Developers should focus their efforts on these varieties of VR content to help users maximize their devices:

Virtual entertainment: VR has the potential to remake storytelling, from how we watch movies to how we play games to how we pass time while waiting for a flight.

In anticipation, large entertainment studios have partnered with VR companies, and some VR companies are even forming their own entertainment studios. Magic Leap’s enigmatic CEO, Rony Abovitz, has been tight-lipped about the features of his VR device, but he’s already dreaming of virtual concerts and cartoons.

VR has the potential to transform nearly every industry imaginable.

Consumers are already getting excited about VR’s potential in the gaming world. In a manner endlessly more “real” than today’s gaming hardware is capable of, VR will immerse players in games. Environments will become more expansive as plots become more riveting and characters become more vibrant.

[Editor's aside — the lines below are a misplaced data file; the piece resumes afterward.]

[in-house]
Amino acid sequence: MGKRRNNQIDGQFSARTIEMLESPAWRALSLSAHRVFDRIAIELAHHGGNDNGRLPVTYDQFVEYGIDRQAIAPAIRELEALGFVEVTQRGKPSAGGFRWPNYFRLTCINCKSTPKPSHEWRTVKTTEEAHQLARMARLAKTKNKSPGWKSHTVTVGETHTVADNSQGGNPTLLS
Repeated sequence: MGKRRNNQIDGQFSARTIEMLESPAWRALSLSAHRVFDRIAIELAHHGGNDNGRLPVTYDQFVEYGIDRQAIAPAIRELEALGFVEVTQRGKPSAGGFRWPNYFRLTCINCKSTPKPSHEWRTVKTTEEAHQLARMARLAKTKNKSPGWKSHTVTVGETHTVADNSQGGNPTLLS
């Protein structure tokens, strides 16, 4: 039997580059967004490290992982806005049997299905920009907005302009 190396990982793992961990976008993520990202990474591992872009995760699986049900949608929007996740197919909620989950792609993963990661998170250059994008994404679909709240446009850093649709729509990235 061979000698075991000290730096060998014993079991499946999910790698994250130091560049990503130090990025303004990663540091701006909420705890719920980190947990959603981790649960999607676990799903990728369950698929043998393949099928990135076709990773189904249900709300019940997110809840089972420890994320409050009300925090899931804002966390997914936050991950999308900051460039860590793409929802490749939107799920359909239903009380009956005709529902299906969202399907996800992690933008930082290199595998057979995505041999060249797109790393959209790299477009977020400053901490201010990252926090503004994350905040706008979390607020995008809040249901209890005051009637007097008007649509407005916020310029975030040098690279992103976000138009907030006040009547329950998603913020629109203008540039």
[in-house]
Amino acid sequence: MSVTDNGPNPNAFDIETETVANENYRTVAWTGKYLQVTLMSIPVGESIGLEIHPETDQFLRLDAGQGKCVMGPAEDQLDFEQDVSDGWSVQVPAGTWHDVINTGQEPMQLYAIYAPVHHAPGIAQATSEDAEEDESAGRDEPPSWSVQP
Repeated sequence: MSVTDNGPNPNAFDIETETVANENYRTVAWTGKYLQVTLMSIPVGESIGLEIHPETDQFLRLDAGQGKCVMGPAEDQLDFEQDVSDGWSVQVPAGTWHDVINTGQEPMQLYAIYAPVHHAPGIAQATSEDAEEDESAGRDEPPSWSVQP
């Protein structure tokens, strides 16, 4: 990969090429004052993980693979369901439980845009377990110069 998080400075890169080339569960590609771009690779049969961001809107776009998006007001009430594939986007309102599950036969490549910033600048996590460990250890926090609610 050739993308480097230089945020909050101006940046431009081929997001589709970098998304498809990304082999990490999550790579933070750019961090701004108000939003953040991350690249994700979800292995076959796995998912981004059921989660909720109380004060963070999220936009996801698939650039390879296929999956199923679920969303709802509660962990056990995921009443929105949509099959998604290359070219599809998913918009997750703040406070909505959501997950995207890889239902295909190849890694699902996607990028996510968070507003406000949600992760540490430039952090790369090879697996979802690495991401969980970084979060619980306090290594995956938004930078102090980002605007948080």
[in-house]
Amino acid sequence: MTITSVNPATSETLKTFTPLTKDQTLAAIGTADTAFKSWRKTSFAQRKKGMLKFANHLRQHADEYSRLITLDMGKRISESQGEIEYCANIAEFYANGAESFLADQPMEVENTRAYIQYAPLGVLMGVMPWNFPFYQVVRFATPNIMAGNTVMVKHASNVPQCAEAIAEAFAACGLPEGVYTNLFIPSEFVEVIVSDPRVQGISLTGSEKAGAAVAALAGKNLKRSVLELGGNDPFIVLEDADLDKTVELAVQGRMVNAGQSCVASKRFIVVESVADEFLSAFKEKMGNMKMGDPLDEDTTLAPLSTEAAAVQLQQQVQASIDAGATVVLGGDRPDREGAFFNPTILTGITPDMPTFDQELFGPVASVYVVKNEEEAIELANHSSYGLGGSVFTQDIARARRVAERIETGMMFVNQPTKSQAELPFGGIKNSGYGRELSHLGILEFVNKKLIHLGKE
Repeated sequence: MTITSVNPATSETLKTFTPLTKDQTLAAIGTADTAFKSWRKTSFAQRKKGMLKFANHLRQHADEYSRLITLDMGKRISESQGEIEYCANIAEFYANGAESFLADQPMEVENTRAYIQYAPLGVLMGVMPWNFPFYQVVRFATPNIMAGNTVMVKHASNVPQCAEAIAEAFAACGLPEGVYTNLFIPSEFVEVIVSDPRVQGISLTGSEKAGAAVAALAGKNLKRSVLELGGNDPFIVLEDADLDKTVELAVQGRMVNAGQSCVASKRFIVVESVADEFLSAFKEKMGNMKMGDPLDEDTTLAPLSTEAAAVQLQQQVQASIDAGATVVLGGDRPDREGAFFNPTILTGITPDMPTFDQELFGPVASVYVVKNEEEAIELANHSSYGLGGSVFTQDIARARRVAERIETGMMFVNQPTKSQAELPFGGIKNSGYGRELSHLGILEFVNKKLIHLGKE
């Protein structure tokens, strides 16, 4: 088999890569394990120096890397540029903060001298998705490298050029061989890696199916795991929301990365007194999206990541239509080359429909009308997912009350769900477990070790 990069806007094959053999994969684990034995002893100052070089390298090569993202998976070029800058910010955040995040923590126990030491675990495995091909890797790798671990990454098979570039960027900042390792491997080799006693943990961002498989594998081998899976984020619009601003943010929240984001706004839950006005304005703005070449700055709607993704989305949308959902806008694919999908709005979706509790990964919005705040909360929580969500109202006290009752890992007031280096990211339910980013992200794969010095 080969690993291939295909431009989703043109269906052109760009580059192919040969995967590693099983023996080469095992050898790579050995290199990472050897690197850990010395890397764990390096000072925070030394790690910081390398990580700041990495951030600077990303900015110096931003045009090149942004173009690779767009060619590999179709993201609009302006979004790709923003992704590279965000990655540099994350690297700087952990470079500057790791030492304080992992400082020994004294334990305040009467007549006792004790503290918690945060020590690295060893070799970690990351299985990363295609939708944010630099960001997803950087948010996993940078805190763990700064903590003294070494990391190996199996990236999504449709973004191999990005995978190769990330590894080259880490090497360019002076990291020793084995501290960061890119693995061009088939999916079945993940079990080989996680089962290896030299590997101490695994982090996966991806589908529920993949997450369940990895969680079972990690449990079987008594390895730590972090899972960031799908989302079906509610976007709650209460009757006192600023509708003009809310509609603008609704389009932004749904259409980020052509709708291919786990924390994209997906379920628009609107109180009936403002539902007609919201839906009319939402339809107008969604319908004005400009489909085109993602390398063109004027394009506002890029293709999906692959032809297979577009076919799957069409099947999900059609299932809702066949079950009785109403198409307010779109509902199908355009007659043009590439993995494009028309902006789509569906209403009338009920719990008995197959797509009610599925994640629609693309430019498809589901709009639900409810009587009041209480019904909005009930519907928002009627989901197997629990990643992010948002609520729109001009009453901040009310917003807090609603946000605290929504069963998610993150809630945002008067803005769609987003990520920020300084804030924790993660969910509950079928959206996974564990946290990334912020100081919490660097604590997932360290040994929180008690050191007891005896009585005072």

HoloLens recently hosted a contest to decide which VR game it would create. Voters selected Galaxy Explorer, in which users navigate space, land on planets and watch their homes be transformed into craters and nebulae.

Try-before-you-buy experiences: Industries in which consumers view or test a product prior to purchase will be transformed by VR.

With ample VR walk-throughs, home buyers won’t drive or fly out to see a property to get a good feel for it: They’ll be able to “live in” thousands of homes before making a decision.

Likewise, VR has the potential to become users’ new travel agent, offering a teaser experience of a holiday destination. Matoke Tours, an African travel operator, launched its virtual brochure app earlier this year, allowing travelers to ride a hot air balloon or meet a gorilla before they set off on the real adventure.